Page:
1986:  Janet Jackson released the single "Nasty".

1987:  Queen was presented with an award for Outstanding Contribution to British Music at the Ivor Novello Awards Show in London.
1988:  Pink Floyd began a North American tour at the Memorial Coliseum in Los Angeles.
1989:  The Fine Young Cannibals overtook Roxette (which slipped to #2 with "The Look") at #1 with "She Drives Me Crazy".  The rest of the Top Five:  "Like A Prayer" from Madonna at #3, "Eternal Flame" by the Bangles, and "Girl You Know It's True" by Milli Vanilli had #5, just another clue that the quality of music was slipping.
1989:  "Eternal Flame" was #1 on the Adult Contemporary chart for a second straight week.
1989:  Tone Loc hit #1 on the Album chart with Loc-ed After Dark.

1989:  "You Got It", which was to be the comeback song for Roy Orbison, produced by fellow Traveling WIlbury member Jeff Lynne, reached the Top 10 four months after Orbison's death of a heart attack.

1991:  Michael Bolton released the single "Love Is A Wonderful Thing".
1995:  Montell Jordan remained at #1 for a third week on the R&B chart with "This Is How We Do It".

1996:  The remaining ashes of Jerry Garcia were scattered near the Golden Gate Bridge in San Francisco, California.  He had requested a small portion of the ashes to be scattered in the Ganges River in India on April 4.
1999:  Entropy starring U2 premiered at the Los Angeles Independent Film Festival.
2005:  John Fred Gourrier (John Fred and his Playboy Band) died at age 63 after being hospitalized with kidney problems in New Orleans, Louisiana.
2007:  Aerosmith, Velvet Revolver and Evanescence appeared in concert at the Quilmes Rock Festival at Estadio River Plate in Argentina.

Born This Day:
1937:  Bob Luman ("Let's Think About Livin'" from 1969) was born in Blackjack, Texas; died from pneumonia in Nashville, Tennessee December 27, 1978.  (Note:  several websites report that Luman was born in Nacogdoches, Texas.  According to the Rockabilly Hall of Fame, he was born in Blackjack and raised in Nacogdoches.)
1940:  Clarence Satchell, saxophonist and guitarist of the Ohio Players; died on December 30, 1995 of a brain aneurysm.

1944:  Dave Edmunds ("I Hear You Knocking"), who also produced albums by Brinsley Schwarz and the Stray Cats was born in Cardiff, Wales. 

1947:  Mike Chapman, famed songwriter and producer who created hits for Suzi Quatro and Sweet and produced Blondie and the Knack, was born in Queensland, Australia.

1965:  Linda Perry of 4 Non Blondes ("What's Going On?"), and an accomplished songwriter and producer ("Get The Party Started" for Pink, "Beautiful" for Christina Aguilera and Gwen Stefani "What You Waiting For?"),  was born in Springfield, Massachusetts.
1966:  Graeme Clark, bass guitarist of Wet, Wet, Wet (remake of "Love Is All Around"), was born in Glasgow, Scotland.
1966:  Samantha Fox was born in London.
1967:  Frankie Poullain, bassist of the Darkness, was born in Edinburgh, Scotland.
1968:  Ed O'Brien, songwriter and guitarist of Radiohead, was born in Oxford, Oxfordshire, England.

Thursday, April 13, 2017

This Date in Rock Music History: April 14

1956:  Bobby Helms ("Jingle Bell Rock") signed with Decca Records.
1958:  The Champs celebrated a third week at #1 on the R&B chart with "Tequila".

Legendary Recording Engineer Dies

Tom Coyne, mastering engineer for the Rolling Stones, the Four Seasons, Taylor Swift, Dionne Warwick, Kool and the Gang, Adele, Billy Ocean, Bruno Mars, Frankie Valli, Mark Ronson and the Weeknd, died yesterday from multiple myeloma in Morristown, New Jersey.  Coyne won six Grammys in his career among 18 nominations.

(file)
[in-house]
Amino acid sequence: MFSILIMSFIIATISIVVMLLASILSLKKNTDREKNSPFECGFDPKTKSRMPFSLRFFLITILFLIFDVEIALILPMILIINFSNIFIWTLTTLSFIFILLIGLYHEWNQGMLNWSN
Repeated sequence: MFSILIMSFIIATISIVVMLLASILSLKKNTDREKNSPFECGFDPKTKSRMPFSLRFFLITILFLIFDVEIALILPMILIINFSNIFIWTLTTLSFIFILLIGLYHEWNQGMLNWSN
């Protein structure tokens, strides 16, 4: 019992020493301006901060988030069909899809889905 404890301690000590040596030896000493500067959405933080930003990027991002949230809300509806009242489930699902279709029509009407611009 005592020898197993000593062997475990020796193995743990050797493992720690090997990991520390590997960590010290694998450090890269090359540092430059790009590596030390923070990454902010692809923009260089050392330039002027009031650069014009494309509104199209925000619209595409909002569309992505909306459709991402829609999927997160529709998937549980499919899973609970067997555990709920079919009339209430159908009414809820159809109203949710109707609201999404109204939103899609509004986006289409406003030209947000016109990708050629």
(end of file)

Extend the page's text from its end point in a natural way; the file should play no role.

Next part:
Wednesday, April 12, 2017

This Date in Rock Music History: April 13

1959:  The Fleetwoods had the #1 song with "Come Softly To Me".
1962:  The Beatles began performing at the Star Club in Hamburg, Germany, the city's newest rock & roll venue.  The band would play 3-4 hours a night for 48 days with one day off. 
1963:  Andy Williams grabbed the #1 spot on the Easy Listening chart with "Can't Get Used To Losing You".

J. Geils Has Died

John W. Geils, Jr,, better known as J. Geils, founder, singer-songwriter and lead guitarist of the J. Geils Band, died of natural causes yesterday in Groton, Massachusetts.

Geils led the group bearing his name to two monster hits in the early '80s, with "Centerfold" climbing to #1 in 1981.

"Freeze Frame" reached #4 the following year.

Geils was 71.

Tuesday, April 11, 2017

This Date in Rock Music History: April 12

1954:  Bill Haley & the Comets recorded (We're Gonna') Rock Around The Clock", the song that started the Rock Era, at the Pythian Temple Studios in New York City.

Banner Thomas of Molly Hatchet Dies

Banner Thomas, bassist with Molly Hatchet ("Flirtin' With Disaster"), died yesterday of pneumonia in Jacksonville, Florida.

Thomas was 60.

Monday, April 10, 2017

This Date in Rock Music History: April 11

1956:  James Brown made his debut on the R&B charts with "Please, Please, Please".
1960:  Dinah Washington & Brook Benton had the #1 R&B song for the 10th week--"Baby (You've Got What It Takes)".
1967:  The Elvis Presley song "Stuck On You" recorded the fourth biggest jump in rock history, moving from #84 to #17 on this date. 

Sunday, April 9, 2017

This Date in Rock Music History: April 10

1956:  Nat "King" Cole was attacked on stage by five racial weirdos during a show at the Municipal Hall in Birmingham, Alabama.  Police arrested the sick people, hauled them to jail, and Cole returned later that night to thrill the crowd in a second show.
1957:  Ricky Nelson performed for the first time on the television show The Adventures of Ozzie and Harriet, singing "I'm Walking".
1958:  Bobby Darin recorded "Splish Splash" at Atlantic Studios in New York City.